He applauded those who have "done so admirably over these past two years in bringing the best health care under the worst possible conditions."
"I hope that this is a meeting that brings a new buoyancy to you and all of your roles, in being able to reach out to each other and to support one another and to know the critical mission of our Catholic hospitals here in the United States," he said.
Head of international nurse support organization expects 'migration tsunami'
The president and chief executive of an organization that supports registered nurses and other clinicians seeking to migrate to the United States says that he expects that there soon will be a "migration tsunami" of such clinicians.
Franklin A. Shaffer, who heads Philadelphia-based CGFNS International, says that various barriers brought about by the pandemic greatly disrupted the migratory patterns of registered nurses and other health care professionals traveling for career
opportunities. But with pandemic-related restrictions easing in some countries, and with some level of normalcy returning, individuals who have been in the process of trying to migrate for health care jobs will be able to move from country
to country more easily.
Further, a recent Associated Press article, "Strained US hospitals seek foreign nurses amid visa windfall," says that there is "an unusually high number of green cards available this year for foreign professionals, including nurses, who want to move to the United States — twice as many as just a few years ago. That's because U.S. consulates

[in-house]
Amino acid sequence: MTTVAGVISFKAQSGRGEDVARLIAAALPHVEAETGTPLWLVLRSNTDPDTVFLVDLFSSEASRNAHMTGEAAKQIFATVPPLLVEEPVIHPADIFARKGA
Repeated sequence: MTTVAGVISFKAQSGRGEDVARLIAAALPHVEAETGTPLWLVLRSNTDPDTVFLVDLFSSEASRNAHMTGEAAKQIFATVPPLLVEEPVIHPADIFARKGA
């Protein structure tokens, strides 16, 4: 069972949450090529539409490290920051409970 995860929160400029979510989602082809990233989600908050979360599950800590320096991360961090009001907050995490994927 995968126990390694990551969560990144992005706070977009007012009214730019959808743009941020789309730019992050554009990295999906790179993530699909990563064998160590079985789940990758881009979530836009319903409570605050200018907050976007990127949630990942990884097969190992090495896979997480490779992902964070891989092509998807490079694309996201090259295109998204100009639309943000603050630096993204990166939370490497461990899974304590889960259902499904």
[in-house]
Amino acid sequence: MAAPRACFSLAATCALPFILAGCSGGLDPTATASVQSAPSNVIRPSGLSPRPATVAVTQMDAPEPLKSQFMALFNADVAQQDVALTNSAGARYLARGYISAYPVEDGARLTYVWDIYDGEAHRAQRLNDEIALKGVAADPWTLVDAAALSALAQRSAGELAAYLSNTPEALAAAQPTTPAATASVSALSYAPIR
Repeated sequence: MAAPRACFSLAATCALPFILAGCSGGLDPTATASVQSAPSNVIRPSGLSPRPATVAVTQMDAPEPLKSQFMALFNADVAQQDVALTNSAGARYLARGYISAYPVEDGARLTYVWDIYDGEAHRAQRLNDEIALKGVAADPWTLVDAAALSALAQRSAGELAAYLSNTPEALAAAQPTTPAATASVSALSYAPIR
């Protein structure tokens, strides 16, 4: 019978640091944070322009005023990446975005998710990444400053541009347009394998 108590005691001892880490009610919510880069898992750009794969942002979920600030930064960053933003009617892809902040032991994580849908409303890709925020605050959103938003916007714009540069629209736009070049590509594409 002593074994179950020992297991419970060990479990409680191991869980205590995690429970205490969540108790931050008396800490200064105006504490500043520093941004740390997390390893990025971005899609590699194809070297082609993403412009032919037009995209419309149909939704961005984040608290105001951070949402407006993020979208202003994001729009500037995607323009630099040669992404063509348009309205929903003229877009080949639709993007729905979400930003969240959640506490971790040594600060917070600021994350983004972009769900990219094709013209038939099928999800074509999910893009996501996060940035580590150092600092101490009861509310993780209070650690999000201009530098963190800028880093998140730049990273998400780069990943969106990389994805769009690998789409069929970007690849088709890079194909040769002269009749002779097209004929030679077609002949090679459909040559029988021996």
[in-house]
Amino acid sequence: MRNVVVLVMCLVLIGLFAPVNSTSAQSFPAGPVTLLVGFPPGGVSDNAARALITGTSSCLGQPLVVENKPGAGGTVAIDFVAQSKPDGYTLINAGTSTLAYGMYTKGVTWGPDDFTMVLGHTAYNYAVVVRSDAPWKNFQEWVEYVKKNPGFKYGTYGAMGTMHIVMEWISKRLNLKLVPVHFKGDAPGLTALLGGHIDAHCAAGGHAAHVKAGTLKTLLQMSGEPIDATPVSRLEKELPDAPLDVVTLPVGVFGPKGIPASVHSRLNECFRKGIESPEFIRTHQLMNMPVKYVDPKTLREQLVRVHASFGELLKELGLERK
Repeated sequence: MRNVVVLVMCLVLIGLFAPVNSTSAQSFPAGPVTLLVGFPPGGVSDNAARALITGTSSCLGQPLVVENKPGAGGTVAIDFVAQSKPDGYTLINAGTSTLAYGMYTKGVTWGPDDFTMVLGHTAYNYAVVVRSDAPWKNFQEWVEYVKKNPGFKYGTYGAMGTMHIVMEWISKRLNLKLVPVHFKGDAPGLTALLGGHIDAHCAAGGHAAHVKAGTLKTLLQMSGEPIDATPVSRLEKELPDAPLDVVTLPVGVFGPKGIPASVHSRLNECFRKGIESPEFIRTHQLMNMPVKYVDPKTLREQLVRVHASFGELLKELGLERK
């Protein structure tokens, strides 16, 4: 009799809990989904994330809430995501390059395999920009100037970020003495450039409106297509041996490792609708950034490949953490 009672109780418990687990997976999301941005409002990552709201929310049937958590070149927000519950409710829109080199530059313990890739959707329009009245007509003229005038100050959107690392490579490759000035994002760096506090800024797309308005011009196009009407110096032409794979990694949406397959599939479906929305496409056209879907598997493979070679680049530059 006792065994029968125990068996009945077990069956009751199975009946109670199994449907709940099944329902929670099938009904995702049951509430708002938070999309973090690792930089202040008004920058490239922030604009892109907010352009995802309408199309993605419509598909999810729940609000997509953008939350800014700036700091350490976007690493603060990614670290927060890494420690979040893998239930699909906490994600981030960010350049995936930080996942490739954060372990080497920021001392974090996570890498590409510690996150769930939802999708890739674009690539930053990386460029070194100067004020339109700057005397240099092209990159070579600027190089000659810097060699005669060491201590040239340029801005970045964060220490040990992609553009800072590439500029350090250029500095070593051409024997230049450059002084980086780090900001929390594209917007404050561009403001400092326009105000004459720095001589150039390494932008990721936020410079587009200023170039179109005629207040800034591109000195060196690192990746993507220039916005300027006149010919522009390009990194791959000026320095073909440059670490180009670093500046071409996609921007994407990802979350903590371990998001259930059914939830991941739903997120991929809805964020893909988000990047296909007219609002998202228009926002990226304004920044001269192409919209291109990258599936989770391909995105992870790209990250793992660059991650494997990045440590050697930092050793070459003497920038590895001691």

shut down during the coronavirus pandemic weren't issuing visas to relatives of American citizens, and by law these unused slots now get transferred to eligible workers."
Shaffer says U.S. hospitals' constrained ability to recruit nurses from overseas during the pandemic has exacerbated the nurse shortage crisis.
CGFNS, formerly known as the Commission on Graduates of Foreign Nursing Schools, is a nonprofit founded in 1977 to help clinicians educated in other countries to live and work in the U.S., Canada or New Zealand. CGFNS does not recruit nurses and
other health care professionals, but it helps ensure that they are academically prepared for exams and licensures, according to Shaffer. It verifies their credentials for hiring organizations and regulatory authorities. It also provides support
with clinicians' moves. Nurses make up the majority of its clients.
Shaffer says the U.S. is the most attractive country to overseas health care professionals. Originally most of the health care professionals CGFNS worked with were from the Philippines but now India and Nigeria also are high up on the list.
Shaffer says while U.S. recruiters have been aggressively seeking to employ overseas nurses and other health care workers amid the growing clinician shortages, their efforts have been slowed by COVID travel restrictions and slow paperwork processing.
But those challenges are easing, paving the way for more overseas clinicians to gain entry into the U.S.
Shaffer notes that CGFNS provides safeguards to protect the overseas workers from predatory recruiting and unethical business practices, such as the changing of contract terms upon the migrants' arrival. He says CGFNS also is part of an advocacy
effort to ensure ethical use of labor, so that wealthy countries do not lure too many health care professionals away from poorer countries that can ill afford to lose these skilled clinicians.
— JULIE MINDA